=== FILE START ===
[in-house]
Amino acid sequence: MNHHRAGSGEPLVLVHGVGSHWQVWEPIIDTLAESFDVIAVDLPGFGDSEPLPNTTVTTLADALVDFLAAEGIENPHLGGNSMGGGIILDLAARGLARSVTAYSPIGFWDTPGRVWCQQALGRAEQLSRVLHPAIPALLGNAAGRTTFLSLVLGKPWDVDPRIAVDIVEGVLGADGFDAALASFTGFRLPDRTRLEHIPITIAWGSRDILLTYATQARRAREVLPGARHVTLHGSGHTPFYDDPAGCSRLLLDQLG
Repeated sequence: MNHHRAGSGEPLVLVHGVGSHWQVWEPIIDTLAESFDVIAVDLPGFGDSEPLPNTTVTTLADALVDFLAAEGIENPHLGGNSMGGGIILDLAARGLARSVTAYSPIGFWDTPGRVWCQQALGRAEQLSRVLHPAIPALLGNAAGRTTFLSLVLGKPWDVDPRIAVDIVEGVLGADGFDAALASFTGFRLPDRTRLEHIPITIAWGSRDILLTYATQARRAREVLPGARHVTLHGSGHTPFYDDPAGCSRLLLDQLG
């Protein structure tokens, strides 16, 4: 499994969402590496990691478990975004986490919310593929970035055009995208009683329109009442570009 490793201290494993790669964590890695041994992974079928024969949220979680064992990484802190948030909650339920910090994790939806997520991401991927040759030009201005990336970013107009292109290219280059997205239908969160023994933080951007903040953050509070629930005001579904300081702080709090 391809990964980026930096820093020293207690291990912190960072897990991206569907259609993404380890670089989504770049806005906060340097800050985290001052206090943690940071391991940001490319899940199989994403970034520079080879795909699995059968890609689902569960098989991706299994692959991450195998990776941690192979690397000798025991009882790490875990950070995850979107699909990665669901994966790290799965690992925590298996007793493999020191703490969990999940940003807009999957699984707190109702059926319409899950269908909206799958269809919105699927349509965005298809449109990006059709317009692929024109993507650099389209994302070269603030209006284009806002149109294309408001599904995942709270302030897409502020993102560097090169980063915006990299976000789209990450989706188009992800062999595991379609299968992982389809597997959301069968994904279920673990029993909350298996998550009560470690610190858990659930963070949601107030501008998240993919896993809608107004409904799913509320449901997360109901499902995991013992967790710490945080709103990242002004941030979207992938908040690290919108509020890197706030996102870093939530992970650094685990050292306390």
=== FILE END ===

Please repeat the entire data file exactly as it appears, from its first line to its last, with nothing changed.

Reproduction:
[in-house]
Amino acid sequence: MNHHRAGSGEPLVLVHGVGSHWQVWEPIIDTLAESFDVIAVDLPGFGDSEPLPNTTVTTLADALVDFLAAEGIENPHLGGNSMGGGIILDLAARGLARSVTAYSPIGFWDTPGRVWCQQALGRAEQLSRVLHPAIPALLGNAAGRTTFLSLVLGKPWDVDPRIAVDIVEGVLGADGFDAALASFTGFRLPDRTRLEHIPITIAWGSRDILLTYATQARRAREVLPGARHVTLHGSGHTPFYDDPAGCSRLLLDQLG
Repeated sequence: MNHHRAGSGEPLVLVHGVGSHWQVWEPIIDTLAESFDVIAVDLPGFGDSEPLPNTTVTTLADALVDFLAAEGIENPHLGGNSMGGGIILDLAARGLARSVTAYSPIGFWDTPGRVWCQQALGRAEQLSRVLHPAIPALLGNAAGRTTFLSLVLGKPWDVDPRIAVDIVEGVLGADGFDAALASFTGFRLPDRTRLEHIPITIAWGSRDILLTYATQARRAREVLPGARHVTLHGSGHTPFYDDPAGCSRLLLDQLG
């Protein structure tokens, strides 16, 4: 499994969402590496990691478990975004986490919310593929970035055009995208009683329109009442570009 490793201290494993790669964590890695041994992974079928024969949220979680064992990484802190948030909650339920910090994790939806997520991401991927040759030009201005990336970013107009292109290219280059997205239908969160023994933080951007903040953050509070629930005001579904300081702080709090 391809990964980026930096820093020293207690291990912190960072897990991206569907259609993404380890670089989504770049806005906060340097800050985290001052206090943690940071391991940001490319899940199989994403970034520079080879795909699995059968890609689902569960098989991706299994692959991450195998990776941690192979690397000798025991009882790490875990950070995850979107699909990665669901994966790290799965690992925590298996007793493999020191703490969990999940940003807009999957699984707190109702059926319409899950269908909206799958269809919105699927349509965005298809449109990006059709317009692929024109993507650099389209994302070269603030209006284009806002149109294309408001599904995942709270302030897409502020993102560097090169980063915006990299976000789209990450989706188009992800062999595991379609299968992982389809597997959301069968994904279920673990029993909350298996998550009560470690610190858990659930963070949601107030501008998240993919896993809608107004409904799913509320449901997360109901499902995991013992967790710490945080709103990242002004941030979207992938908040690290919108509020890197706030996102870093939530992970650094685990050292306390």